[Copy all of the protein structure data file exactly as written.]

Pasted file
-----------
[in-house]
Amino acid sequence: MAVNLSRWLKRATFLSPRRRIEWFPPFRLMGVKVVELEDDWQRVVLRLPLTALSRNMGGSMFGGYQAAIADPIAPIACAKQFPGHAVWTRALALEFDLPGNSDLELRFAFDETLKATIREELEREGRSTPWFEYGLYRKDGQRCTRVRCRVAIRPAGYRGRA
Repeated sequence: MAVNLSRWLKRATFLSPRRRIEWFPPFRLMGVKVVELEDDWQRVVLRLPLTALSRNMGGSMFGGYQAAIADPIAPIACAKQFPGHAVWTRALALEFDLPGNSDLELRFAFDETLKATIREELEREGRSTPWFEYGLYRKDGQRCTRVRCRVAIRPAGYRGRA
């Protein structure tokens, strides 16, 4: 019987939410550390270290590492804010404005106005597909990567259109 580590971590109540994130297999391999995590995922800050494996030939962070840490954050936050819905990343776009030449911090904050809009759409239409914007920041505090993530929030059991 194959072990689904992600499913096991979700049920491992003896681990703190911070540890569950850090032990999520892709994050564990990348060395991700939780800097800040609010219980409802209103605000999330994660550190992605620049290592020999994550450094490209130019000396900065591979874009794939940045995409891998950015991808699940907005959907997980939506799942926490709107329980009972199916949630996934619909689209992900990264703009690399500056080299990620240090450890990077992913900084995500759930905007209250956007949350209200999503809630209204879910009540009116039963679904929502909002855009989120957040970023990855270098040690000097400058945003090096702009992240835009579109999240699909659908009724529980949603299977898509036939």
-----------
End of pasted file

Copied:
[in-house]
Amino acid sequence: MAVNLSRWLKRATFLSPRRRIEWFPPFRLMGVKVVELEDDWQRVVLRLPLTALSRNMGGSMFGGYQAAIADPIAPIACAKQFPGHAVWTRALALEFDLPGNSDLELRFAFDETLKATIREELEREGRSTPWFEYGLYRKDGQRCTRVRCRVAIRPAGYRGRA
Repeated sequence: MAVNLSRWLKRATFLSPRRRIEWFPPFRLMGVKVVELEDDWQRVVLRLPLTALSRNMGGSMFGGYQAAIADPIAPIACAKQFPGHAVWTRALALEFDLPGNSDLELRFAFDETLKATIREELEREGRSTPWFEYGLYRKDGQRCTRVRCRVAIRPAGYRGRA
């Protein structure tokens, strides 16, 4: 019987939410550390270290590492804010404005106005597909990567259109 580590971590109540994130297999391999995590995922800050494996030939962070840490954050936050819905990343776009030449911090904050809009759409239409914007920041505090993530929030059991 194959072990689904992600499913096991979700049920491992003896681990703190911070540890569950850090032990999520892709994050564990990348060395991700939780800097800040609010219980409802209103605000999330994660550190992605620049290592020999994550450094490209130019000396900065591979874009794939940045995409891998950015991808699940907005959907997980939506799942926490709107329980009972199916949630996934619909689209992900990264703009690399500056080299990620240090450890990077992913900084995500759930905007209250956007949350209200999503809630209204879910009540009116039963679904929502909002855009989120957040970023990855270098040690000097400058945003090096702009992240835009579109999240699909659908009724529980949603299977898509036939």